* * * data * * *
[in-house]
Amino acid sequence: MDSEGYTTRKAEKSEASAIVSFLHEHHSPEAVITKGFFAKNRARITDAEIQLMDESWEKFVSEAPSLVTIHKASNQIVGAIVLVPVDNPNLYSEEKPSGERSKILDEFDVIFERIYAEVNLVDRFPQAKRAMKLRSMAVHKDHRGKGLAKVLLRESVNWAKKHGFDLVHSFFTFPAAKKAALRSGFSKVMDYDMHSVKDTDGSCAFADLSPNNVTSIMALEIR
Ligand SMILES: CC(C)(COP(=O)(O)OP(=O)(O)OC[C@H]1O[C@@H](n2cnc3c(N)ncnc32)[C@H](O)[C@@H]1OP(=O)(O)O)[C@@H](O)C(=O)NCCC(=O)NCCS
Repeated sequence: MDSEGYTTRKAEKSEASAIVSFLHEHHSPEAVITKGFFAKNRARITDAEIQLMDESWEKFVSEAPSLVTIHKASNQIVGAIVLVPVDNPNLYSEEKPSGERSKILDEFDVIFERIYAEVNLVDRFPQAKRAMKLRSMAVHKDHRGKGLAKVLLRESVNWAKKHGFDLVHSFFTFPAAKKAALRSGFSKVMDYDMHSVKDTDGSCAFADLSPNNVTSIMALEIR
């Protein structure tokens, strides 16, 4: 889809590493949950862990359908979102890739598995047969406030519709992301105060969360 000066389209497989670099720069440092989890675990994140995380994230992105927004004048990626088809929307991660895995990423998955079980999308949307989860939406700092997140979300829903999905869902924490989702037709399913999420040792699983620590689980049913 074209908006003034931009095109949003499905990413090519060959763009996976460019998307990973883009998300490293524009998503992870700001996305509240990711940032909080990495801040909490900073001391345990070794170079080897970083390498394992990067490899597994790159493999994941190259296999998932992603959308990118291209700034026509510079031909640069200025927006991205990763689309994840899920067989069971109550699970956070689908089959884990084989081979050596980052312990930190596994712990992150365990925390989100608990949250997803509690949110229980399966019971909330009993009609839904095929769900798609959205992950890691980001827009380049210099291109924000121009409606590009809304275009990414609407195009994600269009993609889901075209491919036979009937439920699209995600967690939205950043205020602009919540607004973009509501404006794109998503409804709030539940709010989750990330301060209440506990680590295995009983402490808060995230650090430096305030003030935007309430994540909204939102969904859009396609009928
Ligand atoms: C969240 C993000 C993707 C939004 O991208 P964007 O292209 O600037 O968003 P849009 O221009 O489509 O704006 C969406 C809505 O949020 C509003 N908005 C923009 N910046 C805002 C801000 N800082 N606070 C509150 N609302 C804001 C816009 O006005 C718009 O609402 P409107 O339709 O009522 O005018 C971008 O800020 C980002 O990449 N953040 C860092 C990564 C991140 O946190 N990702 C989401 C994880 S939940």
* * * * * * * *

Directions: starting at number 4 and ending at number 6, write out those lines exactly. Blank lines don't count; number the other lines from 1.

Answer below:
Repeated sequence: MDSEGYTTRKAEKSEASAIVSFLHEHHSPEAVITKGFFAKNRARITDAEIQLMDESWEKFVSEAPSLVTIHKASNQIVGAIVLVPVDNPNLYSEEKPSGERSKILDEFDVIFERIYAEVNLVDRFPQAKRAMKLRSMAVHKDHRGKGLAKVLLRESVNWAKKHGFDLVHSFFTFPAAKKAALRSGFSKVMDYDMHSVKDTDGSCAFADLSPNNVTSIMALEIR
């Protein structure tokens, strides 16, 4: 889809590493949950862990359908979102890739598995047969406030519709992301105060969360 000066389209497989670099720069440092989890675990994140995380994230992105927004004048990626088809929307991660895995990423998955079980999308949307989860939406700092997140979300829903999905869902924490989702037709399913999420040792699983620590689980049913 074209908006003034931009095109949003499905990413090519060959763009996976460019998307990973883009998300490293524009998503992870700001996305509240990711940032909080990495801040909490900073001391345990070794170079080897970083390498394992990067490899597994790159493999994941190259296999998932992603959308990118291209700034026509510079031909640069200025927006991205990763689309994840899920067989069971109550699970956070689908089959884990084989081979050596980052312990930190596994712990992150365990925390989100608990949250997803509690949110229980399966019971909330009993009609839904095929769900798609959205992950890691980001827009380049210099291109924000121009409606590009809304275009990414609407195009994600269009993609889901075209491919036979009937439920699209995600967690939205950043205020602009919540607004973009509501404006794109998503409804709030539940709010989750990330301060209440506990680590295995009983402490808060995230650090430096305030003030935007309430994540909204939102969904859009396609009928
Ligand atoms: C969240 C993000 C993707 C939004 O991208 P964007 O292209 O600037 O968003 P849009 O221009 O489509 O704006 C969406 C809505 O949020 C509003 N908005 C923009 N910046 C805002 C801000 N800082 N606070 C509150 N609302 C804001 C816009 O006005 C718009 O609402 P409107 O339709 O009522 O005018 C971008 O800020 C980002 O990449 N953040 C860092 C990564 C991140 O946190 N990702 C989401 C994880 S939940």